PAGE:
Thanks for the info. That's an interesting spin on the sign! Would agree with you on that being an effective technique. Will check out the Rancho Costa Nada link. Tom
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tommy750
tommy750
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6/18/2012
tommy750
tommy750
Posts: 876
dsefcik wrote:
Did you go see the Hidden Spring at the top of the hill near the tower?

Apparently the owner didn't appreciate alien paparazzo and marched out yelling at me

That's coyotejeff, he took me on a grand tour in the space craft last time I stopped by, we went by the worm hole and everything. Weird you got barked at.

Didn't get around to climbing up to the spring. Have climbed up to the top of the ridge and headed north to a nice Valley overlook but was a little cooler then.

Must have been my winsome personality that put off Coyote Jeff. Saw some big guy with a dog heading toward me yelling something and after a quick wave, I was outta there! Tom
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tommy750
tommy750
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6/18/2012
tommy750
tommy750
Posts: 876
surfponto wrote:
Hey thanks for posting the trip to Desert Tower
We have talked about stopping there but for some reason or another have never done it. It looks really cool. Loving the alien stuff.

Maybe I can talk to the owner and do a BLOG post about the history of the tower.

That would be interesting. Lots of layers to that place. Thanks. Tom
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tommy750
tommy750
Posts: 876


6/18/2012
tommy750
tommy750
Posts: 876
ziphius wrote:
Thanks for posting SOMETHING Tom! smile Great photos and story. Thanks for the mini-history on Table Mtn too. The misspelling of 'civil' on the no trespassing sign could have been done on purpose... there is a passage in 'Rancho Costa Nada', by Phil Garlington, where he describes purposefully misspelling a word on his version of a No Trespassing sign, to foster an image "of an unlettered and possibly demented" individual guarding the place. wink Rancho Costa Nada has become something of a cult classic I guess, I see that copies on Amazon and EBay are selling for over $100, but there is a cheaper Kindle edition. If you want to read about some truly odd desert characters out near Blythe and how they get by, read this. One review says "Finally, the wacko homesteading book for me!"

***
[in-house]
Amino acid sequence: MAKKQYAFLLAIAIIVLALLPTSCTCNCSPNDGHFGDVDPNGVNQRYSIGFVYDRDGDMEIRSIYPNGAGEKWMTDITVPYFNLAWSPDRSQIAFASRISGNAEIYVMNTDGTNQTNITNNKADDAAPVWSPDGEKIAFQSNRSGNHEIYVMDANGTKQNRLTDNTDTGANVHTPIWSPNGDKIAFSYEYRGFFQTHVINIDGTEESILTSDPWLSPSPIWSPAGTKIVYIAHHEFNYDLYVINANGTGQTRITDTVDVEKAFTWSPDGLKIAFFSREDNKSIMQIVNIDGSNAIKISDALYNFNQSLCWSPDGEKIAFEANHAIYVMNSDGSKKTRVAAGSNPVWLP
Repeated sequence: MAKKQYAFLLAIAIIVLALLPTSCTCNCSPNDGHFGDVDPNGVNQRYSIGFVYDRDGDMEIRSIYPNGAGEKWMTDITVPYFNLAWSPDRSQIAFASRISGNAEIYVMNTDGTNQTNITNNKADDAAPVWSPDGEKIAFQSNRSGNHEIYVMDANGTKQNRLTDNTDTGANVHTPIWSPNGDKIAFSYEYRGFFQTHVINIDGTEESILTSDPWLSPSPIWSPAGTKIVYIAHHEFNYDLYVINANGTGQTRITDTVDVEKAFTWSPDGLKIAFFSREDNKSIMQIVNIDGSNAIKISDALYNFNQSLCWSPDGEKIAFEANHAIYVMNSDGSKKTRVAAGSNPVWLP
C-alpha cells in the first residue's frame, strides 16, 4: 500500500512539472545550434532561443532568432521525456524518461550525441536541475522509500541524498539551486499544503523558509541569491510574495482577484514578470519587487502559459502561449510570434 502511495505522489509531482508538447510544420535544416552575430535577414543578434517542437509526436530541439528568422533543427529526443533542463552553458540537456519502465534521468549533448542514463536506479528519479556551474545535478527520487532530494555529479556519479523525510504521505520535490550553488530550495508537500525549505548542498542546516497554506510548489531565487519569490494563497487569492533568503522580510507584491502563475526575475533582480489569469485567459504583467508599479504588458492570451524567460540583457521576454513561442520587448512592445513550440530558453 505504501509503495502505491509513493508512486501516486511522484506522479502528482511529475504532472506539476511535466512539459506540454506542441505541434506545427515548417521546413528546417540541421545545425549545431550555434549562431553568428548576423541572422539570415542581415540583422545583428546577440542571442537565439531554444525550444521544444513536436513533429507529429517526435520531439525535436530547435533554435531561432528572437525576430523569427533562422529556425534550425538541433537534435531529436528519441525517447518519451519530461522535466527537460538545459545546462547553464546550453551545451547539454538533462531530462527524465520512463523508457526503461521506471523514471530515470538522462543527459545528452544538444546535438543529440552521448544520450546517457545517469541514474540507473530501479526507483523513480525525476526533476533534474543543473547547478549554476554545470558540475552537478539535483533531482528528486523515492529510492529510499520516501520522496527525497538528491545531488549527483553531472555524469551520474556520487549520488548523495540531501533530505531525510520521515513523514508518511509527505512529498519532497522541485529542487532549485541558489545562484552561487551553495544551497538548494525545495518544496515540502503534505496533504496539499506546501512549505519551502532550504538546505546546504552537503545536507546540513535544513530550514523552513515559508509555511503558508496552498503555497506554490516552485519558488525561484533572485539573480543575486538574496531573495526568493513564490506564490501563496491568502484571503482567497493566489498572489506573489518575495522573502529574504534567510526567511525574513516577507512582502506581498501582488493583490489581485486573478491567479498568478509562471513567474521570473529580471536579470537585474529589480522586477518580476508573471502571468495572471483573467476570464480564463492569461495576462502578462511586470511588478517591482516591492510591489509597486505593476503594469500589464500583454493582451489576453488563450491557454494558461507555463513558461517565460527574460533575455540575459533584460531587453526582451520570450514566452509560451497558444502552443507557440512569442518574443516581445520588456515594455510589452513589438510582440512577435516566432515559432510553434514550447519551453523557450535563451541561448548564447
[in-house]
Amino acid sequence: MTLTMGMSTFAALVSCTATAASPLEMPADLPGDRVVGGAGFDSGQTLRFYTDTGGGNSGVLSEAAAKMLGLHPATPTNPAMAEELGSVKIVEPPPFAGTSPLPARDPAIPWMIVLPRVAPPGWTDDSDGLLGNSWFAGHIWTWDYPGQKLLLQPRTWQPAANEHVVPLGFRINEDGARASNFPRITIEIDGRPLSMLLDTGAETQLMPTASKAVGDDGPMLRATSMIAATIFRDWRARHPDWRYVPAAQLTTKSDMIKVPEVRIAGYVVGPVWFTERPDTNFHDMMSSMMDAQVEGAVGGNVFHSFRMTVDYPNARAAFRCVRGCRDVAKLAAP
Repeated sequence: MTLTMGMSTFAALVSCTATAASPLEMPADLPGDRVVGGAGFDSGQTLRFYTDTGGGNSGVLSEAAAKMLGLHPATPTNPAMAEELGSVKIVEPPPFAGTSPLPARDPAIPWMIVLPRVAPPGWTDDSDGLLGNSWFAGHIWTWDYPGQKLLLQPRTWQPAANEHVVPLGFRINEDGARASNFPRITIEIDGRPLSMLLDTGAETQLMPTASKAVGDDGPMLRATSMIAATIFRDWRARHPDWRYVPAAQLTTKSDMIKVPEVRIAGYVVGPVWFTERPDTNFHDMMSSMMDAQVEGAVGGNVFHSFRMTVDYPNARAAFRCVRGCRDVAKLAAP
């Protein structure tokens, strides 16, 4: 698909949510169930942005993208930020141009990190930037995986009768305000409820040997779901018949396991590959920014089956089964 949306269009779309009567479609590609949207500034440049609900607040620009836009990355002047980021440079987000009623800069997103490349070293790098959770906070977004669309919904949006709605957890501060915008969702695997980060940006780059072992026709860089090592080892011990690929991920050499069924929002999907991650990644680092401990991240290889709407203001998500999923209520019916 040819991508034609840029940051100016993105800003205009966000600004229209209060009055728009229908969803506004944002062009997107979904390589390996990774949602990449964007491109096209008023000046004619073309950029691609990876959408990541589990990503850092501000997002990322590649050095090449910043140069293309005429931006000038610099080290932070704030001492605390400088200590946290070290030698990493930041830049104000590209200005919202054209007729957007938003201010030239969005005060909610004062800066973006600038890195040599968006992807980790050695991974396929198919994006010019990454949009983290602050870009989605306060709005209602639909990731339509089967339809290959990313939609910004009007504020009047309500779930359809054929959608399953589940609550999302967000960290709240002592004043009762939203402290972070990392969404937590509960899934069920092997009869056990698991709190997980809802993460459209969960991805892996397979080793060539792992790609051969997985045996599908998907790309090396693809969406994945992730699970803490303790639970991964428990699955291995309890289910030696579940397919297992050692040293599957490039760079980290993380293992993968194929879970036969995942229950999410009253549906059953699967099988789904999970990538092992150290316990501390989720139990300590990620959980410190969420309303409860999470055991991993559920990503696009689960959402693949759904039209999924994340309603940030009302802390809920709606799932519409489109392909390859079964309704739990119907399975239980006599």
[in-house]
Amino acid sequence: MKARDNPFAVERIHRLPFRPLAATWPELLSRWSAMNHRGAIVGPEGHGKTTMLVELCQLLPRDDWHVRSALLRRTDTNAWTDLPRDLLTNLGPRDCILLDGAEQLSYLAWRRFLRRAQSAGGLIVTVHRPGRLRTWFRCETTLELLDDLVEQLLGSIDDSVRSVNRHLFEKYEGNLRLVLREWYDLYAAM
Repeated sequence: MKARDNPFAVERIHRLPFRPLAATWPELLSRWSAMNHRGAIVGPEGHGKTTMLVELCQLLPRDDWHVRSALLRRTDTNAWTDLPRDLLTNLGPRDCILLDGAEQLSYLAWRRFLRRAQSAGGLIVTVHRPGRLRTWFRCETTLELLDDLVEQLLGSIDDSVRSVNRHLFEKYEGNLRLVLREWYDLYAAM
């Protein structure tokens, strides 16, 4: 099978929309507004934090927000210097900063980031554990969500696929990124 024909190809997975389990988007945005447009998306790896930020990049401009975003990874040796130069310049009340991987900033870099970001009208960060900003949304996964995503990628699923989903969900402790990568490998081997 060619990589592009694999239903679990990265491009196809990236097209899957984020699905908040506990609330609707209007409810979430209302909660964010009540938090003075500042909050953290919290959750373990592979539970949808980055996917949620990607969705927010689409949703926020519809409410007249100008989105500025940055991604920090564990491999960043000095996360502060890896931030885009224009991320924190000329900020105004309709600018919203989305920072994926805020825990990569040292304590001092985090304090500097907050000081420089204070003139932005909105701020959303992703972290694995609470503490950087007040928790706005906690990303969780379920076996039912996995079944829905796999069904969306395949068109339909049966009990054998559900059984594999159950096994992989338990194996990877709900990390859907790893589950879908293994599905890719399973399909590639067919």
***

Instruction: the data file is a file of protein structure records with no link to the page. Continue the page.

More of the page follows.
links: http://www.ranchocostanada.itgo.com/


Just checked out your link and nearly peed my pants. That was insane! Requested a copy of Tenting Today from Mr. Garlington. Thanks. Tom
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dsefcik
dsefcik
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6/18/2012
dsefcik
dsefcik
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ziphius wrote:

links: http://www.ranchocostanada.itgo.com/


Damn, even his web hosting provider is cheap $0 per month!

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dsefcik
dsefcik
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6/18/2012
dsefcik
dsefcik
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dsefcik wrote:
Did you go see the Hidden Spring at the top of the hill near the tower?

tommy750 wrote:
Didn't get around to climbing up to the spring. Have climbed up to the top of the ridge and headed north to a nice Valley overlook but was a little cooler then.


Took me awhile to find it but if you want to see what the spring looks like and where to find it click here
I didn't want to spoil it for anyone who wants to find it on their own so if you just want to see it you can click my link above. The owner is real proud of the spring and when I was there a mother and her daughter toughed it out all the way to the top and they were very surprised when they finally found it!

PS, if you decide to look at the photo, look closely, there are (2) different springs, one is actually somewhat hidden and harder to spot.

Daren

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dsefcik
dsefcik
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6/18/2012
dsefcik
dsefcik